Now imagine a video standard that can be played on HTML5 web sites, but will also work through Flash if so desired, and will be supported by Firefox, Opera, and Chrome almost immediately, with the other browser guys presumably to follow shortly as well. Now imagine this format to look about as good as H.264 video, except it’s free and there are no licensing issues to deal with. Ever.

That’s WebM.

WebM will utilize the VP8 codec, which is a codec developed by the company On2. On2 created the ubiquitous VP6 codec (used a lot in videos encoded to Flash) and was bought by Google a while ago. Now Google has announced it will release this codec for free. That by itself is great news but the juicy part is this:

VP8 (video) will be combined with the Vorbis audio codec and the Matroska container format to create this new web standard, WebM. You’ll notice that all these codecs are free. If you worked with these codecs you’ll also notice that the quality is excellent.

Google also announced that it will begin converting all YouTube videos to this new WebM format going forward. Brightcove is about to do the same. So the largest video site on the planet is moving ahead with this codec. WebM is backed by Google, Mozilla, and a growing number of other big guys. Yes, WebM will be the new web standard.

With Steve Jobs of Apple and Flash maker Adobe becoming increasingly vocal about their shit I keep seeing a lot of wrong information being thrown around in regards to HTML5, videos, and Flash. Couple of things you should know…

What You Need To Know about HTML5 and Video

Some people seem to think that HTML5 by itself can play video but that’s not the case. HTML5 does not have some magic little super codec embedded. It merely uses the <video> element, which in turn then points to one or multiple versions of a video. H.264 is just one format one can choose to publish that video in. But this is not mandatory.

So What Does HTML5 Do For Video Then?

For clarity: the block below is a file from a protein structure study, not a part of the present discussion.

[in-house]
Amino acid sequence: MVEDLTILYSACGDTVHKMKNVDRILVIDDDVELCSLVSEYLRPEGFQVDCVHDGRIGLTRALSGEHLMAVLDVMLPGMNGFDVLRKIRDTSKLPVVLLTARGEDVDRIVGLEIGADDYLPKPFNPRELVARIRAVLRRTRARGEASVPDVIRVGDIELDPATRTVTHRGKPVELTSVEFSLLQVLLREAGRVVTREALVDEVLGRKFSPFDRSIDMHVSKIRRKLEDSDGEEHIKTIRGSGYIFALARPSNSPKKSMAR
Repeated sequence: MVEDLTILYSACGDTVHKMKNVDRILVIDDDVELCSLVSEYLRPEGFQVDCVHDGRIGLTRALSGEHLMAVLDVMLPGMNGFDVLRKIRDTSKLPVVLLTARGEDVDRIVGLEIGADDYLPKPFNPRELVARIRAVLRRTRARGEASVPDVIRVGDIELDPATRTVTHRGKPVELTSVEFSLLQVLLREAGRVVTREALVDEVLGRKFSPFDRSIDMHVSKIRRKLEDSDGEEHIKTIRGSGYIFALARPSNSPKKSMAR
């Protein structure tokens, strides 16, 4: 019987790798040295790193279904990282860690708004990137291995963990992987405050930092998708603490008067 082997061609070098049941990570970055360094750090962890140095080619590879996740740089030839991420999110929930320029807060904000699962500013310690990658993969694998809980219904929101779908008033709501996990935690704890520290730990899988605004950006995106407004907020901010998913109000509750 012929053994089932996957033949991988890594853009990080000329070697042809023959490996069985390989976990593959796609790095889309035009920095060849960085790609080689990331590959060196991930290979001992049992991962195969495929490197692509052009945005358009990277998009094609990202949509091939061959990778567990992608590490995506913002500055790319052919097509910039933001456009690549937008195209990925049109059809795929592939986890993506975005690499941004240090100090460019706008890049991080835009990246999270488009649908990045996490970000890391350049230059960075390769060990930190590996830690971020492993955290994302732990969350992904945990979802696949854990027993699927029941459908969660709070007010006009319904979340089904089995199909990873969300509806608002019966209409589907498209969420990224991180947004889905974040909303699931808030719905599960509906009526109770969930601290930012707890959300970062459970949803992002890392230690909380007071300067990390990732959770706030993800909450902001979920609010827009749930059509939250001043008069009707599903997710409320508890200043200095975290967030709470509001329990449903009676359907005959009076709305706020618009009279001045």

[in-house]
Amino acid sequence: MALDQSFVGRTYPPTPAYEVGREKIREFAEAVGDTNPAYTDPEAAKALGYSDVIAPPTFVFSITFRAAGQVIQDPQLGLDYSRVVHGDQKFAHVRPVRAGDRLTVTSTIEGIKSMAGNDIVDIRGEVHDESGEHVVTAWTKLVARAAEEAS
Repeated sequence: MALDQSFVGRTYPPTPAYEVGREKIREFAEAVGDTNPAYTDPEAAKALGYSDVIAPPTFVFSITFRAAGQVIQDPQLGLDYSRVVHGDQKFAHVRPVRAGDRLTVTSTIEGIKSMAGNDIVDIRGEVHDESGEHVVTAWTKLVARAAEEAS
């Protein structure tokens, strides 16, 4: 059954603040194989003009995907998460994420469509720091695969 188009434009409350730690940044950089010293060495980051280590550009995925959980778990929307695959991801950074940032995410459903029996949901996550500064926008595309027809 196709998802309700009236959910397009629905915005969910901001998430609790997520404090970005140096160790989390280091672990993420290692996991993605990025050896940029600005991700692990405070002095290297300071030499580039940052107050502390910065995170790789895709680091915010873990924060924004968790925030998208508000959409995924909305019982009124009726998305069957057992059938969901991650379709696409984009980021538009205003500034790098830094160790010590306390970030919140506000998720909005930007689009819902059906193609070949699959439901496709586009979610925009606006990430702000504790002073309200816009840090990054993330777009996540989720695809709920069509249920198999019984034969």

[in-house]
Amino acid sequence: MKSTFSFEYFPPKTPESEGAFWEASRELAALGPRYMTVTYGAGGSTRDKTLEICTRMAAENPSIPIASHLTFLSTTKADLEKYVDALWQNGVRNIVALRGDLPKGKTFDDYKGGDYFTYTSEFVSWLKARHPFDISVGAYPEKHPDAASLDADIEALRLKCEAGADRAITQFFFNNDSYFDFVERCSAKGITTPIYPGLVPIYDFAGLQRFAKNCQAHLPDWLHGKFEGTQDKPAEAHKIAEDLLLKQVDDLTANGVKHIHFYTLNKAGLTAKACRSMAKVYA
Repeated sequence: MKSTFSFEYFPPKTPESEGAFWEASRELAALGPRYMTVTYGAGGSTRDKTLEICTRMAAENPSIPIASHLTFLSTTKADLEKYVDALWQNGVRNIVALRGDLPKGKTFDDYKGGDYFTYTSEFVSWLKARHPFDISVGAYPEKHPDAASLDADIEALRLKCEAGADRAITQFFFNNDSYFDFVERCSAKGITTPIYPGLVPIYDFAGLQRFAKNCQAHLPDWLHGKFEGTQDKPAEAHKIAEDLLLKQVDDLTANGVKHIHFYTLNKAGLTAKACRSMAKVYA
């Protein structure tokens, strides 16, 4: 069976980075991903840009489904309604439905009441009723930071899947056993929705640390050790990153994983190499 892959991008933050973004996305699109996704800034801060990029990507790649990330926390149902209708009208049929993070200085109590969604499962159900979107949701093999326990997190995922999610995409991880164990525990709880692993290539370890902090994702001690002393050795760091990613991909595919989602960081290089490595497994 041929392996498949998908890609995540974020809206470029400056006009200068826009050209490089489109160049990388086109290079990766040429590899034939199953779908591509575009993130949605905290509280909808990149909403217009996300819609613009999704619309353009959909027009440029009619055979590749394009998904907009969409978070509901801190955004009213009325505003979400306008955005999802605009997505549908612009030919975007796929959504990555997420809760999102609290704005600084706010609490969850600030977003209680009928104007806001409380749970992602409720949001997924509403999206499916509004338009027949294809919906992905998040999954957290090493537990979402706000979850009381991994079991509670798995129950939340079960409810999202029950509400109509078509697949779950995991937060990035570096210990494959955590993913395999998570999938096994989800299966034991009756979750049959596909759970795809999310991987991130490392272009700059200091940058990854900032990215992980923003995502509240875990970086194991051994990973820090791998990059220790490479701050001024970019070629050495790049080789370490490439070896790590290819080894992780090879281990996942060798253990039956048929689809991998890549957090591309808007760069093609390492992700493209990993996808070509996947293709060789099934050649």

The thinking is that HTML5 figures out what codecs your computer can play. It then goes through the list of available versions of the video in question and plays the first one your computer is able to play. Smooth.
Except it’s not because it might still require multiple versions of the video. Why? Because if your browser doesn’t have the right codec and the video isn’t offered in a format for which your browser does have the codec then HTML5 won’t help here.
The problem then with H.264 is that…it’s not free. The MPEG LA licensing group has a fee structure that publishers as well as creators of encoders/decoders are supposed to pay, but for some reason this isn’t ever discussed. Probably because some publishers are exempt from having to pay the fee until 2015 (was 2010, got extended), so folks think everyone’s exempt. Not so.
So really what needs to happen is that ONE video codec/platform becomes the mandatory standard everyone encodes to if/when they begin publishing via HTML5. IF that codec is H.264 then there’ll be the question of licensing fees. If Apple has its way, H.264 will indeed become the standard. I doubt they’ll pay everyone’s licensing fees though…
HTML5 is not the magic pill certain people want you to think it is. Don’t get me wrong – HTML5 is great and will be the future standard. But it is important everyone gets on the same page with this thing or it’ll just be another standards-nightmare.
Another problem is the fact that HTML5 is just not ready yet. Internet Explorer (unfortunately still the most widely used browser) doesn’t support it yet. I’m sure it will “in the future” but not right now. Apple’s argument is that HTML5 and H.264 is the future and that’s probably true. But you’re buying the iPad/iPod/iPhone NOW and not in the future.
Flash Ain’t Just for Videos
But let’s say all that’s squared away. We still have only solved the video problem. But Flash doesn’t just do video. Yes, Flash is behind a lot of those annoying ads, but also animations, games, and a bunch more. You may not realize it but a lot of stuff you see and do is based on Flash at this time.
You can not expect web developers to re-create all this stuff in other, open formats now just because Apple wants it that way.

Personally, I understand where Jobs is coming from, and I’d love strict standards for video. Makes my job easier. But I also know that HTML5 and that elusive one-codec-for-video standard is far from realistic right now. I think for right now, a device does need to support Flash in order to get the full web experience. Everything else is just watered down at this point, and I’m not paying for watered down web. I’m liking what Android is doing for the smartphone market.

Your thoughts?

Adobe CS5 to launch April, will be 64bit